'The last 15-20 Tests an incredible part of my life'

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‘Dirty whites, sweaty black caps and a beer in hand’

From Mike Cowdrey back in 1968 to AB de Villiers in November last year, 63 men have reached the milestone of 100 Test appearances. None of those 63 has achieved what Brendon McCullum will achieve when he steps on to the Basin Reserve on Friday morning to take on the Australians: reaching 100 without missing a single Test. McCullum debuted against South Africa in March 2004, and has played every New Zealand Test since.

It should be noted that de Villiers would have been the first but for paternity leave last year, which prevented him from going on South Africa’s two-Test tour of Bangladesh and ended his run of consecutive Tests since debut at 98. That means McCullum’s accomplishment will be unique in all of Test cricket, and it will be a remarkable achievement of form, fitness and general cricketing longevity.

He has had to overcome back injuries, form slumps, the switch from keeping wicket to playing as a specialist batsman. He has taken on the responsibility of captaincy, and has with the help of coach Mike Hesson steered the team through one of its most successful periods: New Zealand have not lost a home Test series since early 2012, before McCullum and Hesson joined forces.

“The last 15 or 20 Tests have been an incredible part of my life, the changes that we’ve been able to make, the evolution of the environment and the performances we have started to put up,” McCullum said on the eve of his milestone. “You look back with a sense of pride in what you’ve been able to achieve with a group of guys.

“And to be able to play 100 straight Tests as well, I’m pretty proud about the longevity and being able to overcome not only injuries and but also the toughness of touring and the ups and downs of performance, and still being able to get back up off the canvas and still warrant place in team. That’s something I can look back on with a bit of pride.”

That it has taken 12 years for McCullum to reach his century, despite not missing a match, is testament to how little Test cricket New Zealand play compared to some other countries – of the top eight Test countries, only Pakistan have played fewer Tests in that period than New Zealand; England have played the most, at 153.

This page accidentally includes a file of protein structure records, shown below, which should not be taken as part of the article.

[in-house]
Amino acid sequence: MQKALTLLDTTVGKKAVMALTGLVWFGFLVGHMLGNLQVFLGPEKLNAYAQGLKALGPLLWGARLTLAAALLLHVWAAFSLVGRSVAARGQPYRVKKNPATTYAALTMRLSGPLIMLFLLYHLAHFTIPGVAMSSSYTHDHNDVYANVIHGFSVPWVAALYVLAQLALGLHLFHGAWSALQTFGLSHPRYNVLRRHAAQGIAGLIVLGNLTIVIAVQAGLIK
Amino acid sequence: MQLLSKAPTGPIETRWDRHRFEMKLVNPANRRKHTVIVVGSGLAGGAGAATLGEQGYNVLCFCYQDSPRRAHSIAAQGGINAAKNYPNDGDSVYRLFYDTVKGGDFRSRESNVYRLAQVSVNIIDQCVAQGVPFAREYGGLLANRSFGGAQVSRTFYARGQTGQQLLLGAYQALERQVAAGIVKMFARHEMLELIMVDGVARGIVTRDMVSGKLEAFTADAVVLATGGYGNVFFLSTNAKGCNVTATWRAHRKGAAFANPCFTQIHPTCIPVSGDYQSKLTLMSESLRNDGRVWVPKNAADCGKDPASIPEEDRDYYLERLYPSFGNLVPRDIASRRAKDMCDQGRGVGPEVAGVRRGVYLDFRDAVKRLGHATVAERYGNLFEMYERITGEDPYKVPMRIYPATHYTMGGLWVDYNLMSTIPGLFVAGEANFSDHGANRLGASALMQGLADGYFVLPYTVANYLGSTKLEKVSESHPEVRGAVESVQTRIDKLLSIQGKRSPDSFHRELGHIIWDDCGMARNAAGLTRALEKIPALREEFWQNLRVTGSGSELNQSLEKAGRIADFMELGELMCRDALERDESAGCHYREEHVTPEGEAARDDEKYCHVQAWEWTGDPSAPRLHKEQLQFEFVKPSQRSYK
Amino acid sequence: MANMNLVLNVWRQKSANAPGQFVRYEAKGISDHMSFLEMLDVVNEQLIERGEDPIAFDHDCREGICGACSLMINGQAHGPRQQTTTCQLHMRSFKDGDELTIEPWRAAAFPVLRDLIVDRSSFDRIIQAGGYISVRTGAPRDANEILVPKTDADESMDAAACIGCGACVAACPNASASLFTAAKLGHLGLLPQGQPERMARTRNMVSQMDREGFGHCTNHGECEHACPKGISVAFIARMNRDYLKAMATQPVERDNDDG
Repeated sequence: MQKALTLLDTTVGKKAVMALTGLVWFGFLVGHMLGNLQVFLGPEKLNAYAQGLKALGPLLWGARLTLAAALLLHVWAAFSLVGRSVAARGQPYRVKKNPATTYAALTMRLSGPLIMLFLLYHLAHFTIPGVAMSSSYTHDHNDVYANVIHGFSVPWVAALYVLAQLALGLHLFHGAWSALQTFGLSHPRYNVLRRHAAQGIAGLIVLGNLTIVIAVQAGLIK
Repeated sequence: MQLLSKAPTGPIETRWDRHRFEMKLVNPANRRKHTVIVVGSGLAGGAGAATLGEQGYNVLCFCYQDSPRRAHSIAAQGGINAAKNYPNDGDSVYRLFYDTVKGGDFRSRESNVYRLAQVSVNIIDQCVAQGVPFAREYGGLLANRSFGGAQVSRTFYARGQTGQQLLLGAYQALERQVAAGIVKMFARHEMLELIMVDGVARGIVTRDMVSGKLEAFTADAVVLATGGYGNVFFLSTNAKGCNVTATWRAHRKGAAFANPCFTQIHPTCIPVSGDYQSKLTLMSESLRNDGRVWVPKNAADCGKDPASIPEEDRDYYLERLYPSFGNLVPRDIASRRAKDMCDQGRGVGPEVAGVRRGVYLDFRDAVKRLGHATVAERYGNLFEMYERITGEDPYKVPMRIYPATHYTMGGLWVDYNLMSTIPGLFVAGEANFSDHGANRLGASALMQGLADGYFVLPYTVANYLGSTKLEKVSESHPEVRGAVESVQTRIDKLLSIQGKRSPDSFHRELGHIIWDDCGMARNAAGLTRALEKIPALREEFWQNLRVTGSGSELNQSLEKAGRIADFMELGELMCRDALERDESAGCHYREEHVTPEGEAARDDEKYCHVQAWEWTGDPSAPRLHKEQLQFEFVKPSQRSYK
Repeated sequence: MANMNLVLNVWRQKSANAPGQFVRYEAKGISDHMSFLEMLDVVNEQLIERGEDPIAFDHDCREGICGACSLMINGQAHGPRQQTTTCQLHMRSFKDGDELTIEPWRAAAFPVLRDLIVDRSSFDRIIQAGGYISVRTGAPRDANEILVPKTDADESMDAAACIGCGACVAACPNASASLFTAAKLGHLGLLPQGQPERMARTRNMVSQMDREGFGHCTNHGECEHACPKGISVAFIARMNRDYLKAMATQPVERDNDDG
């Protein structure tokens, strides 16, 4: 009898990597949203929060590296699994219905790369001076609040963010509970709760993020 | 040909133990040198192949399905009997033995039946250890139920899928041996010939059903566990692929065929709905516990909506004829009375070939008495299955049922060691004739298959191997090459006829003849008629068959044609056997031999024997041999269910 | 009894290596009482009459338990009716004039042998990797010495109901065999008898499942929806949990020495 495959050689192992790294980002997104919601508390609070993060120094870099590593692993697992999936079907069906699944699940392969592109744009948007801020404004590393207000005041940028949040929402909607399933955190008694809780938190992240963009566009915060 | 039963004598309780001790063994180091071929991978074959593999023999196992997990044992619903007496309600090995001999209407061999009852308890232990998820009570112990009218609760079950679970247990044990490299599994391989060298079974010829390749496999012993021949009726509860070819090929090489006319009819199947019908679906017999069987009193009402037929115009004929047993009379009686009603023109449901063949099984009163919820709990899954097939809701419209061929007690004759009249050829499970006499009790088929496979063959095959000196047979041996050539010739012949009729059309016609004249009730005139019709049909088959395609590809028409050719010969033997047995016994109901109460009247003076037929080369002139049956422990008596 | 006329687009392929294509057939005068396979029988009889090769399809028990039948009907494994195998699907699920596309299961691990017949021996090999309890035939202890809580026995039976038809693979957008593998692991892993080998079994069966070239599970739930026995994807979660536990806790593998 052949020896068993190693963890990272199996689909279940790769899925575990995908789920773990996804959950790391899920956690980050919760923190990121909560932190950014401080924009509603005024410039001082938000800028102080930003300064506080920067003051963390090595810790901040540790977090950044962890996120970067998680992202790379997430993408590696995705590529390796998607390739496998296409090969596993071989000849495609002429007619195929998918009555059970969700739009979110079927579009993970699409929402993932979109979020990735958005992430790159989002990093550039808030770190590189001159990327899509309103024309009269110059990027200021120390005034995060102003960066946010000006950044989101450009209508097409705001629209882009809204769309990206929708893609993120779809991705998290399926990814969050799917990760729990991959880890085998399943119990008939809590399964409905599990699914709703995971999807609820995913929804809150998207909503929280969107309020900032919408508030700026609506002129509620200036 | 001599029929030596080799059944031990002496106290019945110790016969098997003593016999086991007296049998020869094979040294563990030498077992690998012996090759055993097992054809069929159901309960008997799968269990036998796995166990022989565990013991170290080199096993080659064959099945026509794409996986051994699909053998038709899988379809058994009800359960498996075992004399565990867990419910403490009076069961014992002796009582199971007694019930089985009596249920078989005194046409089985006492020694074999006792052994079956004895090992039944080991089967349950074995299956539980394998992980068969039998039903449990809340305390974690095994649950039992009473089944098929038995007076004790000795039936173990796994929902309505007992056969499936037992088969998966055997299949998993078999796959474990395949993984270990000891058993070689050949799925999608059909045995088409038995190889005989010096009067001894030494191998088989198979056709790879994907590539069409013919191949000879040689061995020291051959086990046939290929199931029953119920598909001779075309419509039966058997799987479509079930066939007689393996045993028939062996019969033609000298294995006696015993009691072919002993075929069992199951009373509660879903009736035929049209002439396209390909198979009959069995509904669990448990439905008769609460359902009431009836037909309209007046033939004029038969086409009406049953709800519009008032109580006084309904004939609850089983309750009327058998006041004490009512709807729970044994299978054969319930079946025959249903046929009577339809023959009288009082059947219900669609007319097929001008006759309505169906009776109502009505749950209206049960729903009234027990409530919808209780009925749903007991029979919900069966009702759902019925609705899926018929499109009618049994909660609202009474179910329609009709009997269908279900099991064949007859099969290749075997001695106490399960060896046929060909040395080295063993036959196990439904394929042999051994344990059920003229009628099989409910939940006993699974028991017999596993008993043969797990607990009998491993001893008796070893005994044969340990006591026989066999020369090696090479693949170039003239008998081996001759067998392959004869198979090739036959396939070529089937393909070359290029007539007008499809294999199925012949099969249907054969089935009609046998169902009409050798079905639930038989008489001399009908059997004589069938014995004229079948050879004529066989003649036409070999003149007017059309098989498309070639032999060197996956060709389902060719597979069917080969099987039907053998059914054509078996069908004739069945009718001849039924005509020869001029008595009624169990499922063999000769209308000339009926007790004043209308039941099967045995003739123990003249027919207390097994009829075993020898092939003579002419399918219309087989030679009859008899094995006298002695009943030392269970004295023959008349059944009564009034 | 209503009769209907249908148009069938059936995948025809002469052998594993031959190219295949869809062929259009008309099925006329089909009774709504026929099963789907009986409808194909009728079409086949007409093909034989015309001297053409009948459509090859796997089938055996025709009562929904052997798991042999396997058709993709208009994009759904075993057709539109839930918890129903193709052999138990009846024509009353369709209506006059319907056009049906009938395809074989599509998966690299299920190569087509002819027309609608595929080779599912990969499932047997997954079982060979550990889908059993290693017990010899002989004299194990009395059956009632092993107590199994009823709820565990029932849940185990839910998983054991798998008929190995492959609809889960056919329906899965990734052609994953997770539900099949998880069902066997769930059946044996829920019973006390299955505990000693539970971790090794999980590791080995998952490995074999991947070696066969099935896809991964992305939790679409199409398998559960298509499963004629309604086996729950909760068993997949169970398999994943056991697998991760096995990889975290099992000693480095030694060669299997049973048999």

Andrew Strauss started after me and he has been finished for a few years, and he played 100 Tests,” McCullum said. “We don’t play a huge amount of cricket, which will hopefully change in the next little while for the team.”

Asked to choose the highlights from his long Test career, McCullum picked out the team high of winning an away series against West Indies in 2014 – “a defining moment for us as a team” – and the personal achievement of scoring a triple-century against India at the Basin Reserve – “probably because of what it meant to those who follow this team”, as well as for the way it helped define the team’s fighting character going forward.

Typically self-deprecating, McCullum said he would not “go down as a great player”, but rather one who made some important contributions and stayed true to his own style as a batsman. It is that laid-back style that has made him such an effective captain, instilling in his men a sense of fun that remained evident as they trained in Wellington on the eve of his final series.

“It’s more the mental game which is the hardest thing – where you’re doubting yourself, you’re not sure whether it’s going to be your last Test from a performance or selection point of view,” he said. “It almost takes the pressure off you when you remind yourself that it’s meant to be fun, the game. Just go out there and play it for the right reasons. Funnily enough, it’s when you let go a little bit is when your performances start to improve a little bit.

“The game has always been about [what happens] in the change-room afterwards, after you’ve been able to earn a Test win in tough circumstances and you’ve been able to overcome a very good opposition. To be able to sit around and see that a group of guys have achieved something over five days, and to sit around with smiles on their faces, a bit of music going, you’ve got dirty whites and sweaty black caps and a beer in hand, and you’re able to look back on the hard work achieved. That’s what I got into the game for and that’s going to be the last memory of the game as well.”

At least, he hopes it will be precisely that scenario: having overcome a very good opposition.

“It would be nice tick off a series win against Australia,” McCullum said. “We weren’t able to do it away from home, but it would be pretty special to do it at home.”

© ESPN Sports Media Ltd.

Source: ESPN Crickinfo

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